The story turns on whether the heiress’s father had earlier married up north the sister of one of his Irish neighbours, an excuse for lots of lawyering, Paterson’s other profession, or whether the blushing bride had married some other bushman, and initially at least, whether there was a bride at all. I don’t need to say any more except that Paterson deals entirely in racial stereotypes, and no it’s not just the times. The Irish settlers are thieves, liars and drunkards. The Chinese smoke opium. The Blacks, including the women, are great horsemen; they are kept working long after the (white) men have settled down for a smoke; away from white influence they are dirty and lazy; and when they get in the way they are shot.

I looked in Trove for reviews contemporaneous with the novel’s publication. Mostly they were glowing – “we do not know a better Australian novel” (Sydney Sunday Times, 25 Nov 1906), “He can tell a story in prose as well as in verse” (Albury Banner, 30 Nov 1906);  interestingly, their first point of comparison was often with cowboy stories from the US. There is one suggestion that the novel grew out of an earlier serialised story, ‘In No Man’s Land’ (Orange Leader, 27 Sep 1906) – which might coincide with the section, pages 120-180. But the Bulletin Red Page says it best: “… one suspects that the author does not imagine his book a masterpiece. Yet it has its niche – a cheerful Australian yarn, lightly told.” (6 Dec 1906).

The Red Page story also criticises the book’s plain blue cover in comparison with much better presented English and American works. So it’s likely the plain blue hardback from Viking/Penguin which I read was intended as a facsimile.

 

AB Paterson, An Outback Marriage, first pub. 1906. Republished Viking/Penguin, Melbourne, 2009

Paul Brunton ed., The Diaries of Miles Franklin, Allen & Unwin, Sydney, 2004

My Brilliant Career, Miles Franklin

Australian Women Writers Gen 2 Week 13-19 Jan. 2019

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My masters was built around My Brilliant Career, my truck is named after it, I have done innumerable (well, 23) posts about Franklin, but I have never posted a review of this her first and most famous novel. Luckily however, Emma of Book Around the Corner, last year, and now Karen of Booker Talk – who coincidentally, being respectively French and Welsh, bring an ‘outsider’s’ perspective to the task – have stepped up to the plate for me.


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Every time I picked up my copy of My Brilliant Career, instead of delving straight into the narrative, I found myself simply staring at the cover image.  That girl haunted me. At times it felt as if she was glaring at me, almost daring me to judge her behaviour and her attitudes.  Other times it seemed more that she was asking me a question, inviting a response.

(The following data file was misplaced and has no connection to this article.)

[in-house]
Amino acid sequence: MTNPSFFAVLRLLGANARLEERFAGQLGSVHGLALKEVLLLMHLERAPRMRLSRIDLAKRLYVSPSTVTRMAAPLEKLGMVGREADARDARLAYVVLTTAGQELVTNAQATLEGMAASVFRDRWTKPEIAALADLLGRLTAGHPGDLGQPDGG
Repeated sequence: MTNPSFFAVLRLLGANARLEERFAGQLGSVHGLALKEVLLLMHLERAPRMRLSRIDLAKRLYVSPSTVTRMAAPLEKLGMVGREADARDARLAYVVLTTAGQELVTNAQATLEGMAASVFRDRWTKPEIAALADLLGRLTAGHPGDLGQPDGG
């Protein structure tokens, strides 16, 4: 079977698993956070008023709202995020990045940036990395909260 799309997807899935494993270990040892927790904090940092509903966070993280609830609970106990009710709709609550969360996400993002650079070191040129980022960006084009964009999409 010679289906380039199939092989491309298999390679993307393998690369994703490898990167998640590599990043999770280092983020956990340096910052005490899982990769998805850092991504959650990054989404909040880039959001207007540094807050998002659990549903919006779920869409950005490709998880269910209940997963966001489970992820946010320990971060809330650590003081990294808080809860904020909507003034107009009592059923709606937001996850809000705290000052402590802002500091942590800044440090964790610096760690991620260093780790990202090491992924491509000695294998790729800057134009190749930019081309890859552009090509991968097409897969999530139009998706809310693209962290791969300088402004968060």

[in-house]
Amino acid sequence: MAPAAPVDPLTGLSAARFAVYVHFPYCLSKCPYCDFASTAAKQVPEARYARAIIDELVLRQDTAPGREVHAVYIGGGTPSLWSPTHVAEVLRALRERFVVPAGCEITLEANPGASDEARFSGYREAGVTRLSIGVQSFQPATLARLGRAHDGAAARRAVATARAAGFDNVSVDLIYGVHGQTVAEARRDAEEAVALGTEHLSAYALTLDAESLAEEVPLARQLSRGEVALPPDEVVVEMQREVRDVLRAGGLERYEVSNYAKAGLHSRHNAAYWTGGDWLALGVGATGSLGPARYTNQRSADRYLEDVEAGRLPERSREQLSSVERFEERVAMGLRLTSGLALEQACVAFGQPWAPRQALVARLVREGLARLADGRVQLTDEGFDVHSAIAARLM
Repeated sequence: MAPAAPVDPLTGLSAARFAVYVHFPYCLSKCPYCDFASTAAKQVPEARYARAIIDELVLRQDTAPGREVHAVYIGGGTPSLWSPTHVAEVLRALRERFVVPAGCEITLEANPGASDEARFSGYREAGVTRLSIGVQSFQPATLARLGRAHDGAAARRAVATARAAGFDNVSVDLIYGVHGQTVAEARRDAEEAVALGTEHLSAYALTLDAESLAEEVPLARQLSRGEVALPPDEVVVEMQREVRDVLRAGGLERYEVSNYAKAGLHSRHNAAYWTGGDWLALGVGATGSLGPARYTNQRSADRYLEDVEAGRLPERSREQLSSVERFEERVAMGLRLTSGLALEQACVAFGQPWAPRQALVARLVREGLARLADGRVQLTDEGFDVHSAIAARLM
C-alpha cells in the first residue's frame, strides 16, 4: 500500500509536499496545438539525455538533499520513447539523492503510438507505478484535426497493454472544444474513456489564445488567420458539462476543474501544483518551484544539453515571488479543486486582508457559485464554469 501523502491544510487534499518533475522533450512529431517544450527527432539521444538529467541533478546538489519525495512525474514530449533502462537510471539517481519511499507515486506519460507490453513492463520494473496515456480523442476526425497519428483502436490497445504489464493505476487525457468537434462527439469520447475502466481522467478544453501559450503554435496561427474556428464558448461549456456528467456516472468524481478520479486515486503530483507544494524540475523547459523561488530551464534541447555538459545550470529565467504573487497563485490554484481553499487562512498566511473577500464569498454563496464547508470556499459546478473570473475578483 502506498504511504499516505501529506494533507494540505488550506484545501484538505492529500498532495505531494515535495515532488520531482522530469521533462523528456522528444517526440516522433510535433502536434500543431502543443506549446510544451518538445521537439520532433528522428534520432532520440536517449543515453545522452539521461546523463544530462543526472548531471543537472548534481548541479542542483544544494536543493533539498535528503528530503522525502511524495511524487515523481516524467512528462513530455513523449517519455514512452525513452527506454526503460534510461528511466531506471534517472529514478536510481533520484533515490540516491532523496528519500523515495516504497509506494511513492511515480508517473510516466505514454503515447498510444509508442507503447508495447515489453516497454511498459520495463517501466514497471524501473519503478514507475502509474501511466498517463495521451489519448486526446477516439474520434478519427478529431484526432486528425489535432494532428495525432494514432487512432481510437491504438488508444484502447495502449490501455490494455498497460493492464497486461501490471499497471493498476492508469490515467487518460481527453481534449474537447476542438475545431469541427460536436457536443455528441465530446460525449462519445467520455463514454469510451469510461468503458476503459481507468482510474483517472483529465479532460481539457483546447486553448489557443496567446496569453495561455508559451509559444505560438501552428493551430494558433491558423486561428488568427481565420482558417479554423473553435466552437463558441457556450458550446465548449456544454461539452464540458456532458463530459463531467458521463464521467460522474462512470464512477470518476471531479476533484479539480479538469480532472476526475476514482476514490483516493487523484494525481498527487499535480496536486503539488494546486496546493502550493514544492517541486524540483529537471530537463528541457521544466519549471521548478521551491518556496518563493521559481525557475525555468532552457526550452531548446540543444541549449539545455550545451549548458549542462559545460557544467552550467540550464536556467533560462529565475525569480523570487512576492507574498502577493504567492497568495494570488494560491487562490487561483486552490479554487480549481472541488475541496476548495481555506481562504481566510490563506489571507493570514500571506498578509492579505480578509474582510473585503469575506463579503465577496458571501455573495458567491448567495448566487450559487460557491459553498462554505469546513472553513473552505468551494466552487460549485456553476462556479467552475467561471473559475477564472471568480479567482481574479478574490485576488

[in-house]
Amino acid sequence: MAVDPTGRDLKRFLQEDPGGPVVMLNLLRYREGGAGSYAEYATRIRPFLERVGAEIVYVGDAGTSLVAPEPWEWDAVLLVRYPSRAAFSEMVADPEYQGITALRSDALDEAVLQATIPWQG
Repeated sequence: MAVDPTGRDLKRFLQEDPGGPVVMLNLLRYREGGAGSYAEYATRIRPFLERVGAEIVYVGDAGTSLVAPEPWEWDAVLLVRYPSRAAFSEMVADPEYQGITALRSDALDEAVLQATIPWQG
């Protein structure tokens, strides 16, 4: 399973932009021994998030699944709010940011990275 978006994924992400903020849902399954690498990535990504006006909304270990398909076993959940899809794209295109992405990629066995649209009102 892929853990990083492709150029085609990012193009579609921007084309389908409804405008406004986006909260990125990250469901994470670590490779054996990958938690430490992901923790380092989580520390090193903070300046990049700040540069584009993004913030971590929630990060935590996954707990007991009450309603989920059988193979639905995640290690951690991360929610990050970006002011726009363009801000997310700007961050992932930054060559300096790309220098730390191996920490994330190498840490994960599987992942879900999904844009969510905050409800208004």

Maybe I’m making far too much of this but I certainly found the image mesmerising. The boldness of the girl’s look combined with her wild, unkempt appearance also perfectly matched the character of the protagonist created by Miles Franklin, Sybylla Melvyn. Read on …

Joseph Furphy, Miles Franklin

Australian Women Writers Gen 2 Week 13-19 Jan. 2019

Illustration: Chris Grosz, The Monthly, Sept. 2009

It is not clear even at the distance of more than a century whether Joseph Furphy (1843-1912)  is one of our greatest writers, though he certainly wrote one of our greatest novels, Such is Life (1903) purportedly the memoir of time spent by Tom Collins, a minor NSW government official, with bullock drivers in the Riverina (southern NSW), “a classic which few were to read and no one was ever to establish clearly what it was all about.” (Manning Clark in Furphy’s ADB entry)

I have a first (and only, probably) edition of Miles Franklin’s Joseph Furphy, from now long-gone antiquarian book seller, Magpie’s, in Fremantle, originally belonging to a Paul Le Comte, “member W.A.H.S.” (WA Historical Society?) and including newspaper cuttings and – Emma and Lisa will like this – an information card for Furphy’s burial site in Perth’s Karrakatta Cemetery.

Franklin’s ‘Prefatory Note’ begins –

The time is not yet ripe for a definitive biography of Joseph Furphy. The Australian attitude toward biography opens the case for Mateship versus Modernity, and so far Mateship holds the pass. No frankly searching study of the lives of our prominent personages would be tolerated … because of the still lingering conventions of modesty and reticence by which British middle-class behavior was regulated until inhibition was loosened in the preliminary war of 1914-18.

Jill Roe (2008, p.388) thinks that Franklin is averting to the possibility of an affair between Furphy and Kate Baker (1861-1953), Franklin’s ‘collaborator’ in this work. The married Furphy and Baker, 18 years his junior, met in 1886 when Baker was teaching near Rushworth (in central Victoria). They became lifelong friends. Baker was important in encouraging Furphy to write, and after his death and her early retirement at 52 she did all she could to publicize and safeguard his work (ADB). By 1939, when she spent 5 months in Sydney with Franklin getting this biography underway, Baker was elderly and stone deaf and Franklin largely took over, so that the collaboration consisted of Franklin writing from the material Baker had collected over a lifetime.

Franklin was herself a Furphy fan and she and Furphy had exchanged complimentary letters and subsequently met, in 1904 (see also Such is Life, Abridged!).

It is sometimes stated that this biography won the 1944 Prior Prize, the year the book was published, but in fact Franklin won the 1939 Prior Prize for the essay Who was Joseph Furphy? which she dashed off after Baker had returned to Melbourne, though she shared the £100 with her (Franklin initially came second but the ms which beat her, MH Ellis’ biography of Governor Macquarie*, was belatedly judged to be insufficiently foot-noted).